Author(s)Kushman, Nate; Brodsky, Micah Z. (Micah Zev); Branavan, Satchuthanan R.; Katabi, Dina; Barzilay, Regina; Rinard, Martin C.; ... Show more Show less
MetadataShow full item record
The Internet has allowed collaboration on an unprecedented scale. Wikipedia, Luis Von Ahn’s ESP game, and reCAPTCHA have proven that tasks typically performed by expensive in-house or outsourced teams can instead be delegated to the mass of Internet computer users. These success stories show the opportunity for crowdsourcing other tasks, such as allowing computer users to help each other answer questions like “How do I make my computer do X?”. Such a system would reduce IT cost, user frustration, and machine downtime. The current approach to crowd-sourcing IT tasks, however, only allows users to collaborate on generating text. Anyone who goes through the process of searching help wikis and user forums hoping to find a solution for some computer problem knows the inefficacy and the frustration accompanying such a process. Text is ambiguous and often incomplete, particularly when written by non-experts. This paper presents WikiDo, a system that enables the mass of non-expert users to help each other answer how-to computer questions by actually performing the task rather than documenting its solution.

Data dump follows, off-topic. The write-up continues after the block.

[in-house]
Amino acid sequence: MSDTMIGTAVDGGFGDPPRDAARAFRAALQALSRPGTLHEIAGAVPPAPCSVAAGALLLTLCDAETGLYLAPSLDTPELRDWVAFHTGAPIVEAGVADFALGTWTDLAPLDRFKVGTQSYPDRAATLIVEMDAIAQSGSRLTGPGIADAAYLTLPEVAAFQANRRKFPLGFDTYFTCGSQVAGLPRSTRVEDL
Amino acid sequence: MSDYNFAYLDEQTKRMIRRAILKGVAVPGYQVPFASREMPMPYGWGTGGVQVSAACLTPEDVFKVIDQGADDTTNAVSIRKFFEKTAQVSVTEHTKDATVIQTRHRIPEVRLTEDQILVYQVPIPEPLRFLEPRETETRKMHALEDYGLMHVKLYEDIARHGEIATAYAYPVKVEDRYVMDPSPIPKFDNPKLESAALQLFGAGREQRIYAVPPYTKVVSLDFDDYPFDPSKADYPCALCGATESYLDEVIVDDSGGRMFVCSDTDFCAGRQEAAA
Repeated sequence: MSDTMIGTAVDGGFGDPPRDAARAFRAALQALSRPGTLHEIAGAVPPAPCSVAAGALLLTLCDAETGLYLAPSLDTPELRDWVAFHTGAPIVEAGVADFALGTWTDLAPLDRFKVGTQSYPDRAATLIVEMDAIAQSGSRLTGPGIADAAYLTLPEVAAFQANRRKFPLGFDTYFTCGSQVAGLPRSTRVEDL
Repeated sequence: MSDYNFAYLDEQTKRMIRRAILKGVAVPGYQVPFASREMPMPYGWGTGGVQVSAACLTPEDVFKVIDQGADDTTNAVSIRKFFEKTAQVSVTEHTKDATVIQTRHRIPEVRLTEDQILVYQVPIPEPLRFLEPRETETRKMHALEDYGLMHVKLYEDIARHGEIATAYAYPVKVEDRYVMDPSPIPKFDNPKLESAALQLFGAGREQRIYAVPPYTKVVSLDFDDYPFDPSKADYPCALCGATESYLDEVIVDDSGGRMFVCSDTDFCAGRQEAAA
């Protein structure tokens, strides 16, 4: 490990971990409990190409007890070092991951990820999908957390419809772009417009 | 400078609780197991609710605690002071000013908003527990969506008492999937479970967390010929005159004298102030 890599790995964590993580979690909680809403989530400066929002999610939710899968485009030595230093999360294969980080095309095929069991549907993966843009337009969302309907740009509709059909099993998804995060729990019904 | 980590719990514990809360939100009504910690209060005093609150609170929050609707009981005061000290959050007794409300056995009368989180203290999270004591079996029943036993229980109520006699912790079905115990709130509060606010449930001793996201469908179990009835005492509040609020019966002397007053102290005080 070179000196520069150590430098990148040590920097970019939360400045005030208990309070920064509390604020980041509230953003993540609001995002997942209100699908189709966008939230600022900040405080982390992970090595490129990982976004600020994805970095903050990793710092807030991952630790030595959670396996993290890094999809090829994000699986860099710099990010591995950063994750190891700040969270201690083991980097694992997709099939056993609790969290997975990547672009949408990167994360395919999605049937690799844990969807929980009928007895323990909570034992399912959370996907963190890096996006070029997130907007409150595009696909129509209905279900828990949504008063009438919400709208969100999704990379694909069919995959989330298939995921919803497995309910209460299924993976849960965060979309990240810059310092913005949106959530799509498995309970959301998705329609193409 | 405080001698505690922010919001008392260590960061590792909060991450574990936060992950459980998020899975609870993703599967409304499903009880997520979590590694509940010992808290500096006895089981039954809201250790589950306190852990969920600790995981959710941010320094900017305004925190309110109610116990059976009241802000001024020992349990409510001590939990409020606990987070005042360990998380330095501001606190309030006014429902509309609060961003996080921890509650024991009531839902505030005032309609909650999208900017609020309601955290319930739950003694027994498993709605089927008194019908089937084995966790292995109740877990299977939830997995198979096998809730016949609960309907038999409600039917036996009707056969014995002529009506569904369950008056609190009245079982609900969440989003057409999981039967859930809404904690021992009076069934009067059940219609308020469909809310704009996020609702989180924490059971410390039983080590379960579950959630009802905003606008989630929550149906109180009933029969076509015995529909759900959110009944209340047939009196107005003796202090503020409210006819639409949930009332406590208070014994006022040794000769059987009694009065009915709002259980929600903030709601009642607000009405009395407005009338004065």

Not formally published
DepartmentMassachusetts Institute of Technology. Department of Electrical Engineering and Computer Science
Eighth ACM Workshop on Hot Topics in Networks (HotNets-VIII), 2009
Association for Computing Machinery
Kushman, Nate, et al. (2009) "WikiDo." Eighth ACM Workshop on Hot Topics in Networks, (HotNets-VIII), October 22-23, 2009, New York City, NY.
Author's final manuscript